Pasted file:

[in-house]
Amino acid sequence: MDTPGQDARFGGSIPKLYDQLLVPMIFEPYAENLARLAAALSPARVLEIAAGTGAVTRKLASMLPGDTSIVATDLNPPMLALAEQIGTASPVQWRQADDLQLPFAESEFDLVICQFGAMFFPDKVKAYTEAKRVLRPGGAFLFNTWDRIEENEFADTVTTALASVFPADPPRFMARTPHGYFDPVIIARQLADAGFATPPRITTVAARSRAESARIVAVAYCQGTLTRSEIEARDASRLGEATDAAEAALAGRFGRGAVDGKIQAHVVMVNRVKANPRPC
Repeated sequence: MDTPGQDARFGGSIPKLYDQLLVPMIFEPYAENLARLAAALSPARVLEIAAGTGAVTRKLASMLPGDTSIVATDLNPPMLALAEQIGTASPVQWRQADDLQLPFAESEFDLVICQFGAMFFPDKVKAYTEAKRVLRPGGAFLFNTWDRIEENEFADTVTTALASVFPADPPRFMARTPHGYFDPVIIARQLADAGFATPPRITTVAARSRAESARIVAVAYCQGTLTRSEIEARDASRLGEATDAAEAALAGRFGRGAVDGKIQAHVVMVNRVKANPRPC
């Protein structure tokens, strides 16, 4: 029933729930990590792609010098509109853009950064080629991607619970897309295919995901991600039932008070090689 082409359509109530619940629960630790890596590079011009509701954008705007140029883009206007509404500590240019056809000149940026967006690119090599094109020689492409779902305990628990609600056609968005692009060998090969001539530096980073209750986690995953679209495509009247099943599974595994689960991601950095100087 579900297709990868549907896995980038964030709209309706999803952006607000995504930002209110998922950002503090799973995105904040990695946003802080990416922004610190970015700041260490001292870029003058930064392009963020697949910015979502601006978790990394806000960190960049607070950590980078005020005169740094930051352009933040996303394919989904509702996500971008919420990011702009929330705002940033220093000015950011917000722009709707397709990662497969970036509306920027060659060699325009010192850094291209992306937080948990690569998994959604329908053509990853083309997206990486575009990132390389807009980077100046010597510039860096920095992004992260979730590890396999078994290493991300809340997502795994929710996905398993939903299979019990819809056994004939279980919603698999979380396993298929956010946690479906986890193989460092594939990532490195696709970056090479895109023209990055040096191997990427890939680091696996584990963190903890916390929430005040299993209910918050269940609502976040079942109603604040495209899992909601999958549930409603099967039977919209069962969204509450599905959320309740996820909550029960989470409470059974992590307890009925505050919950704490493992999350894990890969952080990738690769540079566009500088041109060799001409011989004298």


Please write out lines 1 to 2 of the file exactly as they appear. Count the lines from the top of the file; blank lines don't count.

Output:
[in-house]
Amino acid sequence: MDTPGQDARFGGSIPKLYDQLLVPMIFEPYAENLARLAAALSPARVLEIAAGTGAVTRKLASMLPGDTSIVATDLNPPMLALAEQIGTASPVQWRQADDLQLPFAESEFDLVICQFGAMFFPDKVKAYTEAKRVLRPGGAFLFNTWDRIEENEFADTVTTALASVFPADPPRFMARTPHGYFDPVIIARQLADAGFATPPRITTVAARSRAESARIVAVAYCQGTLTRSEIEARDASRLGEATDAAEAALAGRFGRGAVDGKIQAHVVMVNRVKANPRPC